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Registration is now open ¦ 2nd ICSTS, Rio de Janeiro, 16-18 September 2019

Convention Registration Now Open!  The Brazilian Institute of Metrology, Quality and Technology (Inmetro), the Federation of Industries of the State of Rio de Janeiro (Firjan) and the United Nations Forum on Sustainability Standards (UNFSS) will be hosting the 2nd International Convention on Sustainable Trade and Standards Date: 16-18th of September 2019, Venue: Casa Firjan, Rua Guilhermina Guinle, 211 City: Rio de Janeiro, Brazil   The 2nd ICSTS aims to advance multi-stakeholder dialogues on Voluntary Sustainability Standards (VSS) as an avenue to improve the transparency of

Save-the-Date: 2nd International Convention on Sustainable Trade and Standards (ICSTS), 16 -18 September 2019, Rio de Janeiro, Brazil

Brazil has historically played an important role in the international sustainability discussions. In 2018, the Institute for Applied Economic Research (Ipea), a public Brazilian think tank, presented the adaptation of the global 2030 Agenda for Sustainable Development to the Brazilian reality. This is part of the national effort towards internalizing and implementing the Agenda. The 2nd ICSTS aims to

Assessing the Perception and Willingness towards VSS

The considerable diversity of priorities associated with the uptake of Voluntary Sustainability Standards (VSS) have captured significant interests for researchers to analyze the drivers that stimulated stakeholders to be certified (or not). Given the unclear distribution of benefits resulting from these sustainability certifications, smallholder farmers are striking economic actors in the value chains that have expressed unprecedented concerns. This is not to say that they do not see the value of adapting sustainability measures into their operations, but rather concerns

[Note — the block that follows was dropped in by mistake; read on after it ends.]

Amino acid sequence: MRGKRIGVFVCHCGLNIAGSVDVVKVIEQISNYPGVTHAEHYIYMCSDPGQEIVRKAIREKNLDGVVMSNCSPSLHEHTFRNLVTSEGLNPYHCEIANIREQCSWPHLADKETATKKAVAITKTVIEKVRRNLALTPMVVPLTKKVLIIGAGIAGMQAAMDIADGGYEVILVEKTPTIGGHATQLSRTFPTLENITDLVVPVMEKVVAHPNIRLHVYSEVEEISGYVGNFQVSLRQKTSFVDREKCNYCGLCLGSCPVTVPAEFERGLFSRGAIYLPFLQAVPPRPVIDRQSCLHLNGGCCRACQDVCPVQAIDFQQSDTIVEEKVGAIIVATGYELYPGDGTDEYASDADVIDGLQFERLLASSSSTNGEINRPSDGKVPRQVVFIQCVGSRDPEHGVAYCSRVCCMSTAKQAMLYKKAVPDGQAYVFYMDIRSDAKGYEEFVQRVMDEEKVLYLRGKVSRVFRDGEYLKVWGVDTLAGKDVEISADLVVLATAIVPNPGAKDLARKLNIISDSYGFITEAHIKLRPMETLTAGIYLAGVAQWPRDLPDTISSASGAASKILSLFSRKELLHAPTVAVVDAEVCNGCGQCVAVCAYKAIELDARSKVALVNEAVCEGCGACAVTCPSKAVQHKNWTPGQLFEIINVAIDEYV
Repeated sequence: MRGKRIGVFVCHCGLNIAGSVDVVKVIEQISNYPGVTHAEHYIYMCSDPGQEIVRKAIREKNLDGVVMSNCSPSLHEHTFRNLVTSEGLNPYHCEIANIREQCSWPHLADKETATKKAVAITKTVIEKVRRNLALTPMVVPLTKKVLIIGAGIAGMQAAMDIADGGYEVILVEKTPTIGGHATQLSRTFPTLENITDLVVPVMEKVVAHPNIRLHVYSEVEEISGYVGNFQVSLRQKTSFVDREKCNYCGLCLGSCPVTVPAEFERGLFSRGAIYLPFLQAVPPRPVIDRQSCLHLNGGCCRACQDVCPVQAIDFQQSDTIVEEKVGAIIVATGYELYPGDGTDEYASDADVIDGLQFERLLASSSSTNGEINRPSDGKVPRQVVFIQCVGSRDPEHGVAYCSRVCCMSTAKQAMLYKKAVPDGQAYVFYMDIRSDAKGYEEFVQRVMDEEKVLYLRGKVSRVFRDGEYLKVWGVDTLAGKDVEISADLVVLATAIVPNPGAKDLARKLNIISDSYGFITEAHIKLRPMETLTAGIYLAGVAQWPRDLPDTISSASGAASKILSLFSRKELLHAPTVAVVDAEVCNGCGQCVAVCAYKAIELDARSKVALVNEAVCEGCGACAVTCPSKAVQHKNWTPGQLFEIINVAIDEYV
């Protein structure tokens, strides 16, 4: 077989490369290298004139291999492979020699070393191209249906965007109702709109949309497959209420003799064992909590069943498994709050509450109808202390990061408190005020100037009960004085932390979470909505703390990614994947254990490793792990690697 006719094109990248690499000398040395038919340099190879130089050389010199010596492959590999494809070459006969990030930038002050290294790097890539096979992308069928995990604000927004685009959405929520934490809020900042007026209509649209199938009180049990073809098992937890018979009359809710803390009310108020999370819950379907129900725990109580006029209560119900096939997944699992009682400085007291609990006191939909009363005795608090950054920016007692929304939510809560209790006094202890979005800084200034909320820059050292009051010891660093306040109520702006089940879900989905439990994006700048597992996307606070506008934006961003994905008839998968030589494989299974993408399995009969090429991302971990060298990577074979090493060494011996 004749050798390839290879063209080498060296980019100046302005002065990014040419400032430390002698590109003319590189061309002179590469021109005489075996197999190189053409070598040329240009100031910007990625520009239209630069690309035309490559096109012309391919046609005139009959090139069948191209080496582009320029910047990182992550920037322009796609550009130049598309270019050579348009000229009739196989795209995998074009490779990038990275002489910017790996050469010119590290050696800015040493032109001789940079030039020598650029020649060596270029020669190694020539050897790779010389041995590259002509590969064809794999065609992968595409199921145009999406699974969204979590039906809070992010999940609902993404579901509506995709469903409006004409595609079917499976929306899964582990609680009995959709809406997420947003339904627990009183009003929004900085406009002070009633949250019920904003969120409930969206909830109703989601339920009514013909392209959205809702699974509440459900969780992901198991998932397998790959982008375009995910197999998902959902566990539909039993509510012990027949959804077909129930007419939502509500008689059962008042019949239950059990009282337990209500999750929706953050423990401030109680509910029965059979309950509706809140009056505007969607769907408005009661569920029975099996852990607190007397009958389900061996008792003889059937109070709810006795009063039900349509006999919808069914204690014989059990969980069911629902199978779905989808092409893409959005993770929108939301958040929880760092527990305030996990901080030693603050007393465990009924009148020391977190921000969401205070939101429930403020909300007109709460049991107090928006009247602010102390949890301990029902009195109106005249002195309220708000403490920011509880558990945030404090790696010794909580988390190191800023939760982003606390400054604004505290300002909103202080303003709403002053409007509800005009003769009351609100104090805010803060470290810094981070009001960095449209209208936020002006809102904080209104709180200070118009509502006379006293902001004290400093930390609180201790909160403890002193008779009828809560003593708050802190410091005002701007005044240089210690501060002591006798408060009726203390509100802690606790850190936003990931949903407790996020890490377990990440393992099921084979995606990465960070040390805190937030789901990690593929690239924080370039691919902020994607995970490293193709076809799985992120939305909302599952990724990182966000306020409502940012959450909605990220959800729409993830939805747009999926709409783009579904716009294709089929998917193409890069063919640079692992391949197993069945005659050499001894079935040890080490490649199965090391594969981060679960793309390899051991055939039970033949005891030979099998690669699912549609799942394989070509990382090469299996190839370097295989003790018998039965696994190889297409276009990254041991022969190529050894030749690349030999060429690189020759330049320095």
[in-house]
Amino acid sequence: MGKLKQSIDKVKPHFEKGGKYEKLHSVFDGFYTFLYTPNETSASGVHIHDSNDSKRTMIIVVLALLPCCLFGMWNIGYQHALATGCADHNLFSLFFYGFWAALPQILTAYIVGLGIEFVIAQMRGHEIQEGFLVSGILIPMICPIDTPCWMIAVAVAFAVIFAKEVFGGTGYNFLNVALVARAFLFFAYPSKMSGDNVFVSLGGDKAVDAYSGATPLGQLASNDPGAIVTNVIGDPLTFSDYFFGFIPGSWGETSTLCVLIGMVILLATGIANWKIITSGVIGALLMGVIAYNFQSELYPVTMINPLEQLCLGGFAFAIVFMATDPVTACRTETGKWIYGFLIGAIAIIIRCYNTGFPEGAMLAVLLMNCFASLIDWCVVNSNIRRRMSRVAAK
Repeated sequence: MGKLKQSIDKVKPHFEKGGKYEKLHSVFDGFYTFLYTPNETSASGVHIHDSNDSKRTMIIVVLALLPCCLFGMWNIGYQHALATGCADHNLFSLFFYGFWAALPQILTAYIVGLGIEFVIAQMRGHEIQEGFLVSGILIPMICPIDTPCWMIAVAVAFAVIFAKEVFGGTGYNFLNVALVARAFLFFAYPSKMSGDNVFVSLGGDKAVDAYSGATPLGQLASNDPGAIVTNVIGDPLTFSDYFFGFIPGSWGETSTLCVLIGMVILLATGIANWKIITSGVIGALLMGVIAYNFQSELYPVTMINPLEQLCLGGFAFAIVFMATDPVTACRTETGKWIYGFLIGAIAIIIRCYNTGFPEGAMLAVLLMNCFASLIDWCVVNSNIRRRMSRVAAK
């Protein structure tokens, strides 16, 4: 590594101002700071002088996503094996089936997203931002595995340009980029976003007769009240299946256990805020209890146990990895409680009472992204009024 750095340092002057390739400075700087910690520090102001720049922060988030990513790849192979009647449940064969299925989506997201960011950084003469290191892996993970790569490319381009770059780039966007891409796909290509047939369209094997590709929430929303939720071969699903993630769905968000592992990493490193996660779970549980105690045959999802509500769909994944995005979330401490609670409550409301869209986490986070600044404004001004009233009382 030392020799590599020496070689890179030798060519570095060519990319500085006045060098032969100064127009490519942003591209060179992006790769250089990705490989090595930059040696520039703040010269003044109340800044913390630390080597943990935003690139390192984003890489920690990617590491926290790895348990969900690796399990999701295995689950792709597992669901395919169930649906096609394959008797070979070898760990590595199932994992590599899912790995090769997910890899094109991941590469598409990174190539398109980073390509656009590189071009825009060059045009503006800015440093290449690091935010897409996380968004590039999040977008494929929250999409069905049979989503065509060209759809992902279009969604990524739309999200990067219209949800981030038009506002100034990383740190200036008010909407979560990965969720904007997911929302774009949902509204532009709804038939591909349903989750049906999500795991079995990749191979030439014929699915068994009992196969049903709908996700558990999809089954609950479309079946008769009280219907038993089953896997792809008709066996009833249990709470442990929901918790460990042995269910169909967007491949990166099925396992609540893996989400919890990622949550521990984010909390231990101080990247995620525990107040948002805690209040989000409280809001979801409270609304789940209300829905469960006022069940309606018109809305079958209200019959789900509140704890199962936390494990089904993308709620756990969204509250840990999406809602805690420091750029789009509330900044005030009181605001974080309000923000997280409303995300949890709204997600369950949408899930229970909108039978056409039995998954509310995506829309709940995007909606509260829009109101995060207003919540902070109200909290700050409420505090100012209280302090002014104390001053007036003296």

Enriching Good VSS Benchmarking Practices through Global Consultations

Time to opt for Good Practices in Benchmarking Sustainability The essence of defining good practices underlines the replication of applying accumulated knowledge and experiences to new situations. Identifying such models can be adapted to improve any discovery of unanticipated challenges. As we start to recognise the growing prevalence of sustainability issues addressed by participants along the global supply chains, governments and civil society are seeking mechanisms to evaluate sustainability performance through the advent of good practices. Supported by the Deutsche Gesellschaft

Resurfacing Biodiversity, from a Sustainability Standards Perspective

Nearly half of the world’s population is directly dependent on biodiversity for their livelihoods. Today over 3.2 billion people depend on biodiversity for their livelihoods, but the globe’s biodiversity resources are being depleted at an alarming rate. In Europe alone, the cost of biodiversity loss is estimated about 3% of its GDP, or €450m (£400m), a year [1]. “If we are going to address the issue of biodiversity, we also have to look at the fundamental issues